Wednesday, October 14, 2015

Happy 13th Birthday, H.!

Today is the beginning of the trio of 12 year olds turning 13. H. is the first, quickly followed by TM, with D. bringing up the rear in 8 months.

H. is very, very, very excited about her birthday. She has been counting down for a couple of weeks now. It's hard to have one of the last birthdays of the year, because it seems as though it will never come. But is has. Phew!

I cannot really fully convey the changes we have seen in this child over the past year. The best I can describe is that it is like watching a pretend child turning into a true and real child. She has awareness of her surroundings, honest emotions, more language to convey her thoughts. There are thoughts to convey!

The simplest example I can tell you about happened last week. Now H. has ridden in the car with me a lot. We go to a lot of doctor's appointments together as well as when we're going to places as a family. Yet the last time she came with me to the grocery store, something was different. (I rotate through H., K., G., and L. coming to the grocery store with me each week. It is an anticipated event. D., TM, and P. do not seem to share in the excitement over this event and choose to stay home out of the rotation.) On the way home from the store, it was as if she suddenly could see things. I was asked many questions about why the road was like it was and what each thing on the dash board of the car meant. Turn signals (ours and other cars') suddenly started to exist. The next few days saw her drawing pictures of roads. Just roads... with lines (yellow and white) and sidewalks. She wanted to talk about the different parts of the road and the different colors of the lines, all while making original artwork. It may not seem earth shattering, but it marks such a different level of awareness and engagement with the world. It's huge.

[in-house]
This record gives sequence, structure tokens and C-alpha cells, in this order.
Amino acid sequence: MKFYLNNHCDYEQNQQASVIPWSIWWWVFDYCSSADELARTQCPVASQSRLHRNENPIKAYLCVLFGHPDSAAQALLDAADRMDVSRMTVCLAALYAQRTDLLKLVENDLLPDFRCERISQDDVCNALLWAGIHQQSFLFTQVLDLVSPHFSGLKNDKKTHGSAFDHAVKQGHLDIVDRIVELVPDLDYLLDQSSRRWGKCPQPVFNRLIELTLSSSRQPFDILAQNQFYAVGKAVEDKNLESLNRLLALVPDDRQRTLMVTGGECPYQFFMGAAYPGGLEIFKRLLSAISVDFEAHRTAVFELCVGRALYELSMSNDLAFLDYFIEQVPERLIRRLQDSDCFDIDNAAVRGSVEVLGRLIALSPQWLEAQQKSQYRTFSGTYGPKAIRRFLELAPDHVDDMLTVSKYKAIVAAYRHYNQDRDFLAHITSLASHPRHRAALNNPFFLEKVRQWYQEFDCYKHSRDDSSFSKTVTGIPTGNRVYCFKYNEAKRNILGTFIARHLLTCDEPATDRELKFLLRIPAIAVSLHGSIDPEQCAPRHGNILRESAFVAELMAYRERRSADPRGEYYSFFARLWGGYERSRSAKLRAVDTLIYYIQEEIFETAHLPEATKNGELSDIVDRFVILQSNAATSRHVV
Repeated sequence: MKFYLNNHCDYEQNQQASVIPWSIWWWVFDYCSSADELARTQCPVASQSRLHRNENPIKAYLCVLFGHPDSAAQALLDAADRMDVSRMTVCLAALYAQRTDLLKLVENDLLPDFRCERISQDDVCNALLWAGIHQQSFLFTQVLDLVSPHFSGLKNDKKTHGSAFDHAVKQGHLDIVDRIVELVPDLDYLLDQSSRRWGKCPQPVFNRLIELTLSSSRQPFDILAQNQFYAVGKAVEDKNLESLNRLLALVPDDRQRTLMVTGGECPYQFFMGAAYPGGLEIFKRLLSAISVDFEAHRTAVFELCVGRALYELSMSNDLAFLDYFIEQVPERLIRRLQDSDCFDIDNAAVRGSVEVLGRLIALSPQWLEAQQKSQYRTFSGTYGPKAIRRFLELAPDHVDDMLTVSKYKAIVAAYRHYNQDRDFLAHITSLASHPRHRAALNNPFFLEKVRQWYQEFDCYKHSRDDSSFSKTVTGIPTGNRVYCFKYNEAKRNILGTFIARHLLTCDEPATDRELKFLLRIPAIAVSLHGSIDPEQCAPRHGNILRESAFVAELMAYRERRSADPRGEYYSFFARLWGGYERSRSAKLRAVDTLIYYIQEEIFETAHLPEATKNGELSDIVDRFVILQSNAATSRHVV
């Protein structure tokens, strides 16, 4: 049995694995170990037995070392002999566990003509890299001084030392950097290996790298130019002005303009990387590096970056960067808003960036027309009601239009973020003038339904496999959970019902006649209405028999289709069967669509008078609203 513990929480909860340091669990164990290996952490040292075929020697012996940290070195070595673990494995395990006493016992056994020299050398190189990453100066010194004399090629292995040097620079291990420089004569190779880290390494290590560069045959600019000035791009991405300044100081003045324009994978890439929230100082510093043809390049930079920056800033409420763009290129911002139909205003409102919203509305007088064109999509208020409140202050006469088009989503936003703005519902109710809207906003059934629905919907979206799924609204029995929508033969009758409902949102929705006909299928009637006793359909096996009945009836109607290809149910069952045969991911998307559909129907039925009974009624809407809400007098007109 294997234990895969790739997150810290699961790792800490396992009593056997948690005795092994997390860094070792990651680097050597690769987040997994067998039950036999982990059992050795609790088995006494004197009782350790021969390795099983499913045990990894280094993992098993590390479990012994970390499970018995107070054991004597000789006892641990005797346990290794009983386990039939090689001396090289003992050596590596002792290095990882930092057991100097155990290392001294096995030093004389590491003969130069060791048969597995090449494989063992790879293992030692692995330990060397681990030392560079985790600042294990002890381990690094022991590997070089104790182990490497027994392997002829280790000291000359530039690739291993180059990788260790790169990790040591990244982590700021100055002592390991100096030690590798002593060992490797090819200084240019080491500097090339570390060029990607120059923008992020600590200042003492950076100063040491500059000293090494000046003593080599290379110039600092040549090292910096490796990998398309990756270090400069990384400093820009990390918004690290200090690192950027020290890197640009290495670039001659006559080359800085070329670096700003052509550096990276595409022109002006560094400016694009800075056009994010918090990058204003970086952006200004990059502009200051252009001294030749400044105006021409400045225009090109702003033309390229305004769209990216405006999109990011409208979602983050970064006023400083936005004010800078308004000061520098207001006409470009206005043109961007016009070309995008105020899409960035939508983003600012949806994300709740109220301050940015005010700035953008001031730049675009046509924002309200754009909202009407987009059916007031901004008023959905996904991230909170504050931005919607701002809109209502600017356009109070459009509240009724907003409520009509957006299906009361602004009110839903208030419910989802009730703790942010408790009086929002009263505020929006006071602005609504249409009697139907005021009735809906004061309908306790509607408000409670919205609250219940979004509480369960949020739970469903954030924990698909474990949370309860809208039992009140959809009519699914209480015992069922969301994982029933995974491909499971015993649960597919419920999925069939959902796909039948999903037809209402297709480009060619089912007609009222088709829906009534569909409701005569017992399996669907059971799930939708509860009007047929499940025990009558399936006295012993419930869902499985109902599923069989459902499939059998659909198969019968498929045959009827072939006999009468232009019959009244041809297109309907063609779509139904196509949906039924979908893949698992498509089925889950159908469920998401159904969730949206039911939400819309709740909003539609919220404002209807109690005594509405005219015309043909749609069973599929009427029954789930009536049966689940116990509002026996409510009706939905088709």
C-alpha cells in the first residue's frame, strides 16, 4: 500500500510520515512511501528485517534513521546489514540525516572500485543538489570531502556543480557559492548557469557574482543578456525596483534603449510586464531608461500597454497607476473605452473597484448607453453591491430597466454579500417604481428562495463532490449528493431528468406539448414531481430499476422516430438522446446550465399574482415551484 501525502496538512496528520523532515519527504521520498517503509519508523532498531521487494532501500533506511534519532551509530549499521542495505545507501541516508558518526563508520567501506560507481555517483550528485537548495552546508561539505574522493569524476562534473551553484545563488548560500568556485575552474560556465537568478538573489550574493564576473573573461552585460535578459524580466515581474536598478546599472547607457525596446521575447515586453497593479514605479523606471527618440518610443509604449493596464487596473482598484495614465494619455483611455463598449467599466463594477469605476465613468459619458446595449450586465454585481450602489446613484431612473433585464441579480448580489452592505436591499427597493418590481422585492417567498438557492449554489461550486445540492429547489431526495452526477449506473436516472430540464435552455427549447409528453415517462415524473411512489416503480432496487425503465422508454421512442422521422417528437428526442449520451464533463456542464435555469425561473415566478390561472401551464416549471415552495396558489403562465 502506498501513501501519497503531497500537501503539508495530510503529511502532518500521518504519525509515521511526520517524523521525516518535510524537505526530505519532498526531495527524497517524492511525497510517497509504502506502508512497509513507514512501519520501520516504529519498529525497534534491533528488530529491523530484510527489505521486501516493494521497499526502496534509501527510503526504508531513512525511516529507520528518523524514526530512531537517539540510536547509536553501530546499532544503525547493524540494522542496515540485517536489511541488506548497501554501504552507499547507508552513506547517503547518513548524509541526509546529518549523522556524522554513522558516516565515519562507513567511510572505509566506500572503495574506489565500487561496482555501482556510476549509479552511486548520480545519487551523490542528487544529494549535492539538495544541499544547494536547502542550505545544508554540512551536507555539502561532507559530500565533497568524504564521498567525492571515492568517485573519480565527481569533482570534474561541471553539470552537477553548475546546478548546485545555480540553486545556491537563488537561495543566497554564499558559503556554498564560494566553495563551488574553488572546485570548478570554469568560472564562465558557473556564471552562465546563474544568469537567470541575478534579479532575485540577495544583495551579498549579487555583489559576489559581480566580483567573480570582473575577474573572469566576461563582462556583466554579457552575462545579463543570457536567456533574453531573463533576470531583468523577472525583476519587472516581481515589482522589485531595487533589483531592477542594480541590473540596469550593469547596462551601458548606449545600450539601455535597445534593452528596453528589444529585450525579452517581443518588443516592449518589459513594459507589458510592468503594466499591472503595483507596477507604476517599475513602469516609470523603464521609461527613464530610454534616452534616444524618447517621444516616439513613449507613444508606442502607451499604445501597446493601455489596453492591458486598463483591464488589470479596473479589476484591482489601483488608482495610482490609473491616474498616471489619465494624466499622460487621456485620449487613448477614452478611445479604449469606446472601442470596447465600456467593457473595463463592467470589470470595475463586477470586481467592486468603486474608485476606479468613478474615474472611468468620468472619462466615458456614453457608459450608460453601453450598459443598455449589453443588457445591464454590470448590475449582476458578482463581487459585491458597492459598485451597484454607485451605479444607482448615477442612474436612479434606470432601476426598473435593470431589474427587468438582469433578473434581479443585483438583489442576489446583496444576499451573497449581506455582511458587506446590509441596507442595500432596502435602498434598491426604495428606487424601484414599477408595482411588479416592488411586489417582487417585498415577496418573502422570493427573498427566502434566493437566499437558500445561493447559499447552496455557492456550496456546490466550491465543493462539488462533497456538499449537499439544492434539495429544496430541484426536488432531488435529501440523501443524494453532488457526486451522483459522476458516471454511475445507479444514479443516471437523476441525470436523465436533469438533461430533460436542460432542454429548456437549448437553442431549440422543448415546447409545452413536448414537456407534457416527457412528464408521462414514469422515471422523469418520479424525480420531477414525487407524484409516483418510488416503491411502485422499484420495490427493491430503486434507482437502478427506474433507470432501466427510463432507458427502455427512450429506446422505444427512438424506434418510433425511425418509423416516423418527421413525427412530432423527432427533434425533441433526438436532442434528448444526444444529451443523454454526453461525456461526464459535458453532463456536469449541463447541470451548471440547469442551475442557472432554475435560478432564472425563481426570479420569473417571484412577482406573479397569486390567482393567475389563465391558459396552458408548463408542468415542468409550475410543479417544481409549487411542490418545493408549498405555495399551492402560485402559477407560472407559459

She is also making progress academically. Another small example. About two years ago, no matter what I did or tried or manipulatives I used, I couldn't help her identify the names of the numbers past five if she saw them individually. Last year, she cleared that hurdle and could identify numbers 1 - 10. Then over the summer something new happened, and when we started work again, not only could she identify numbers 1 - 10, but she could read numbers between 1 and 100, plus skip count by 5's and 10's. I know I've mentioned these things before, but I wanted to give you a timeline for the length of time it usually takes for something to stick. Two weeks ago her math book started to introduce three digit numbers. I took a deep breath and we started to learn what they meant and how to read them. As I anticipated, the first couple of times she tried to read a three digit number, such as 145, she tried to read it as '14', '5'. So we talked a little again and went over the drawing I made. The next time (and the times following), she could read the numbers. She may try to read it the other way first, but catches herself and then reads it correctly.

A real child. She has a range of emotions... happy, sad, angry, annoyed. She pesters and loves her brothers and sisters just as they do to her. A real child.

Happy Birthday, my dear H.! I love you very much and think you are one of the bravest people I know. You love everyone with open arms and an open heart and accept them as they are. We could all stand to be a bit more like you.

1 comment:

Shecki Grtlyblesd said...

Wonderful progress! This is my first year homeschooling adopted children, and I'm seeing some interesting gaps, so this gives me hope. I know what you mean about roads, too. I've seen my girls suddenly notice something that's been around them all along.

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